we had the proud pleasure of watching our daughter graduate from college this past weekend. (the second of our three children who’s off into the world with a college diploma in hand) there are few pleasures more satisfying for a parent.
i vividly remember how it was after our first one graduated from college and how much she had changed in four short years. growing up is exponential it seems. (even though) i still refer to our kids as kids (because they are our kids), that doesn’t translate into treating them like a kids. each one is clearly their own person. competent, smart, funny, skilled, thoughtful and interesting. how cool is that?
they also eat a lot more stuff. picky eaters at home turn into more adventurous eaters when they get out on their own in the world. maybe they just needed to get hungry enough?
e is off to color guard for phantom regiment drum corps (if you don’t know drum corps, you gotta see what these kids do http://youtu.be/6ohpy3jvqpw that’s just a taste) she’ll be back in august to start pounding the pavement for a job. i’m not too worried, she’s resourceful.
so, we just finished year 8 of college tuition payments. for the past two years we had two tuition payments at the same time, now we’re back down to one. it feels like a vacation. it will mean a vacation for c and i in the fall.
kudos to any parent who says that shouldering college tuition payments (and we didn’t shoulder it all) is easy. that’s a parent who either inherited money, didn’t help their kids at all, or is (some kind of wonder of genetics) someone who saved enough in advance instead of signing up for the ‘pay as you go’ plan. for all three of ours, we used (are using) a hybrid of saved, inherited, pay as you go and student loans they are responsible for.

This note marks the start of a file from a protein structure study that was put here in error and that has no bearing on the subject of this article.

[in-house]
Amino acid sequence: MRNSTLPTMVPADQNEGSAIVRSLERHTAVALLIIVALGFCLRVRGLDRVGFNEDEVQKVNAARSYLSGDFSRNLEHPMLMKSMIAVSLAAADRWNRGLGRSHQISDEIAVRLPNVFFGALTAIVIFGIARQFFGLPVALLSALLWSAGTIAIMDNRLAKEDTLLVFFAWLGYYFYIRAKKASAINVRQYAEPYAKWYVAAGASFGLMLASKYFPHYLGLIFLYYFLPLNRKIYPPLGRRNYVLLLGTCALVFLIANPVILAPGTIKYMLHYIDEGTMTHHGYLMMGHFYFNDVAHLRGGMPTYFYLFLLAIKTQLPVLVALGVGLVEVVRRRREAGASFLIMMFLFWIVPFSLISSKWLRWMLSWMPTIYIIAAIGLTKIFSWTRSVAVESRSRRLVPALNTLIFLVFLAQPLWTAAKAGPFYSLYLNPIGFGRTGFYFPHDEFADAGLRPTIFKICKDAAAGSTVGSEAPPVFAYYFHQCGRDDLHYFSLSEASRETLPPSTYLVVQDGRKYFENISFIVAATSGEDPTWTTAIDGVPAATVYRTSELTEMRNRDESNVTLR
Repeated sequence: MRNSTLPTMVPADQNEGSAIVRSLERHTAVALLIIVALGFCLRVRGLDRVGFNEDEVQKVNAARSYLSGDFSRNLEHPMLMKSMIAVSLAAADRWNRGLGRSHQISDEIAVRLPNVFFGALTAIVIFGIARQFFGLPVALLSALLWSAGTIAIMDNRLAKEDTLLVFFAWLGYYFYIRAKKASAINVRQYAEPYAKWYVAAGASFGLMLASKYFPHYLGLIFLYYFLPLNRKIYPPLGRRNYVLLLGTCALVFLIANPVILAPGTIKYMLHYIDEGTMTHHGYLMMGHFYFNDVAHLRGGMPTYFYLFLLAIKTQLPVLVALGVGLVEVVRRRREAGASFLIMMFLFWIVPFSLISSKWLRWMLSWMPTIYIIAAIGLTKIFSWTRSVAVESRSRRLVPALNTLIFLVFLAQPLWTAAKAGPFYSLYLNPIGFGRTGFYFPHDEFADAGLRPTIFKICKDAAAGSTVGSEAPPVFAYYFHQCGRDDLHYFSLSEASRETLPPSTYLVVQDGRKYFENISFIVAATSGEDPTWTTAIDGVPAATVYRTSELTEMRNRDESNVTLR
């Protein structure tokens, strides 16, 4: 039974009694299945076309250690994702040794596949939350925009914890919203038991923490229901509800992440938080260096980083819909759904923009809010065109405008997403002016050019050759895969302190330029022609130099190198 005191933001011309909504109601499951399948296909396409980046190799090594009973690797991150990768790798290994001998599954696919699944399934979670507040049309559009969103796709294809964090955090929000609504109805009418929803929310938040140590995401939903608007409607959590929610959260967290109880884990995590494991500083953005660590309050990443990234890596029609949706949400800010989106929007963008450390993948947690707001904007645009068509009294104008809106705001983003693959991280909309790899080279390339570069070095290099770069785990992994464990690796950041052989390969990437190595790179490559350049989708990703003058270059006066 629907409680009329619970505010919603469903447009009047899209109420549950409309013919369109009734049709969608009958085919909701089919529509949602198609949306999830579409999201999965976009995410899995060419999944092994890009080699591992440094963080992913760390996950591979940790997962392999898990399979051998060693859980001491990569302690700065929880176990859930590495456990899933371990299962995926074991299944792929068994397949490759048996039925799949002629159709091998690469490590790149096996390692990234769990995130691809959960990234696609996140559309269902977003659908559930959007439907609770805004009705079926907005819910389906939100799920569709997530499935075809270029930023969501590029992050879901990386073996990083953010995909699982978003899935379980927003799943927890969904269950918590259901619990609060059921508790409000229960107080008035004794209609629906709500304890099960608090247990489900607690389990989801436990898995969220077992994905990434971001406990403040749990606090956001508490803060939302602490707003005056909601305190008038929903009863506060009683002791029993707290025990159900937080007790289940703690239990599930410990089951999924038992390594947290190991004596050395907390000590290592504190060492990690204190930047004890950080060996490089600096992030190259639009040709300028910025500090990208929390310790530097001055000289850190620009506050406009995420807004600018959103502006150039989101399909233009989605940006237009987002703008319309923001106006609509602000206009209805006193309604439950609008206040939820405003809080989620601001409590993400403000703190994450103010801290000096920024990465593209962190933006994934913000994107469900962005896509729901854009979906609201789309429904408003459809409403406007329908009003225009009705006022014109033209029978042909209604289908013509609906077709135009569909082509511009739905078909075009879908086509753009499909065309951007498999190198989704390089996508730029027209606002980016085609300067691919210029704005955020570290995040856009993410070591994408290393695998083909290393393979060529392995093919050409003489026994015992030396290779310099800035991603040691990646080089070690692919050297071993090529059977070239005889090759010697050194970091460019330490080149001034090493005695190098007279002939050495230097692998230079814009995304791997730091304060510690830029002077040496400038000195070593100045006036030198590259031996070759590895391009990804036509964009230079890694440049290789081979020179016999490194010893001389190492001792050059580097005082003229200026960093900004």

i didn’t have student loans to pay after i graduated from college. i went to a public college (ucsd) and at the time there was no tuition, only fees. my father died when i was a sophomore in high school and my mom struggled. i never asked her for money, never even thought about it.
i went to college because of one of those (now resented) entitlement programs (social security) and a series of unfortunate jobs.
of course, times have changed. i remember writing checks for around $735 per quarter for fees. (the university of california system had no tuition in those days) books were about $100 – 200 a year. personal computers hadn’t been invented yet. ditto for cell phones. (we all shared a hard wired phone and someone (usually the person who used the phone the most) always stiffed the rest of us on the bill.) i scored a victory because i hung out with the tech guys who rigged up a line for long distance calling. calls were free. they were also public. i had to sit on the hallway floor in the computer building to call home.
my two bedroom furnished apartment (i shared with a roommate) was $100 a month. it was a dump. i remember spending $20 – $25 a week for groceries. gas was expensive (for the time) but i didn’t drive much.
furnished apartments came with black and white tvs. there were no dvrs, no cable, no internet, no cd players/recorders. i had a sick stereo system (all separate components) and three big milk crates full of albums. the speakers didn’t have click in connectors like now, i had to wire and unwire the speakers to the receiver every time i moved, strip the plastic off and retwist the wires when they got too frayed.
i still have most of the albums. i rebought the good stuff on cd or downloaded it from itunes. all my music plus a huge amount more doesn’t even fill my three year old ipod.
i moved back home after college. my sister made fun of me, years later never let me forget it. any (all) of ours are welcome to move back in after college until they get on their feet. (their siblings better not ridicule them)
i don’t have any great parental wisdom about all this, just reminiscing.
we’re so proud and we’re looking forward to seeing what comes next.